• 500 grams Cherries pitted, optional


  • In a bowl mash together the cheese, eggs, vanilla powder, and 100 grams of sugar until you get a homogeneous mixture.
  • In another bowl mix together with your hands the flour, chilled chopped butter, and the rest of the sugar. Use your fingers to break the butter up into the flour and then knead the whole mixture a bit until you get a crumbly mixture. The dough will hold together, but will easily fall apart and this is okay.
  • Line a baking pan with plastic baking liner and press the dough into a layer on the bottom with your fingers. Use your fingers to raise the dough a bit on the edges to form a higher crust a bit (it doesn't need to go very high, just a bit.
  • Spread half the cherries on the bottom of the pan and then cover with all the cheese mixture. Smooth it out with the back of a spoon or a spatula.
  • Cover the top with the rest of the cherries.
  • Place in an oven to bake in a convection oven at 200 Celsius for 35-45 minutes, or until you see the edges blacken and caramelize a bit. When you pull it out, touch the surface with the back of a spoon and if nothing pulls off then it is done.
  • Remove from the oven and let rest for at minimum a half hour. I like to let it rest for hours and then chill in the fridge, but you can eat it slightly warm. It is necessary to rest for a bit though so the cheese sets and it doesn't fall apart when you remove it (the plastic liner makes it really easy to remove though).
Keyword Cherry Cheesecake, Ukrainian Cheesecake
ukrainian cheesecake pin
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53 thoughts on “Ukrainian Cheesecake”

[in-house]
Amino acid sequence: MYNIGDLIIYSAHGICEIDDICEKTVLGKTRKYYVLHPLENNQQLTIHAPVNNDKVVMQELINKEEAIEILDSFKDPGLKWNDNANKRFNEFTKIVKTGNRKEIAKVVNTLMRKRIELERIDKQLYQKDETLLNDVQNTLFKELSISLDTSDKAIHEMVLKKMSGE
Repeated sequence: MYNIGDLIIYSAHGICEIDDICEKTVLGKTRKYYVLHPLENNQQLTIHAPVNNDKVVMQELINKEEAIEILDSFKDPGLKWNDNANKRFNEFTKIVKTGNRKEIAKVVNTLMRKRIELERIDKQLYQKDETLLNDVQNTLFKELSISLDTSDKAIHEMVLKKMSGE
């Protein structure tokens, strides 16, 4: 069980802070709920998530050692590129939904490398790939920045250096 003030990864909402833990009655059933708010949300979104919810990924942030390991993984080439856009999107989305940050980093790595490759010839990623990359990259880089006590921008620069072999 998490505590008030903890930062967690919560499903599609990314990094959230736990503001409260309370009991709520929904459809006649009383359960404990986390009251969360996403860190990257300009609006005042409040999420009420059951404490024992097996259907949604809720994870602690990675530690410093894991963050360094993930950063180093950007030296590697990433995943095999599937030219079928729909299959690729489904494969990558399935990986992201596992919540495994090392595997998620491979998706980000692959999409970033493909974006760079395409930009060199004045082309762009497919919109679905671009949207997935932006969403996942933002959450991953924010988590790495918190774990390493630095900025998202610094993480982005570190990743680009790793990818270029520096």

1. 5 stars
    Not usually a fan of cottage cheese cheesecakes (we make something like this in Germany) but this was very good with the cherries. There was another cheesecake I tried in Ukraine on my last visit that I think was also cottage cheese, but more smooth and had a chocolate covering, is that just a different variation of this recipe?

    1. Hi Gerri, I think you might be referring to Lviv cheesecake. It is also a cottage cheese cake like this, but much more uniform and smooth. I will update this comment with the link to the recipe in a few days when I make one.

  2. Hi, regarding the tworog could you tell me which fat percentage it should have? As I’m sure is the same in Ukraine, here we have it sold according to fat content – 5%… 9%…18% etc.

    Totally don’t mind about it being full fat 😜 I would just like to know what the traditional recipe uses, if you know? My guess is 18%?

    Thank you 🙂

    1. Hi Gabriella,

      In this recipe any of them will work, but I usually use 9%. To be honest I don’t know what is more common since most people have their own way of making it. 18 gets very creamy, kind of like a ricotta basque cheesecake so you might prefer the high fat content for the creamier texture.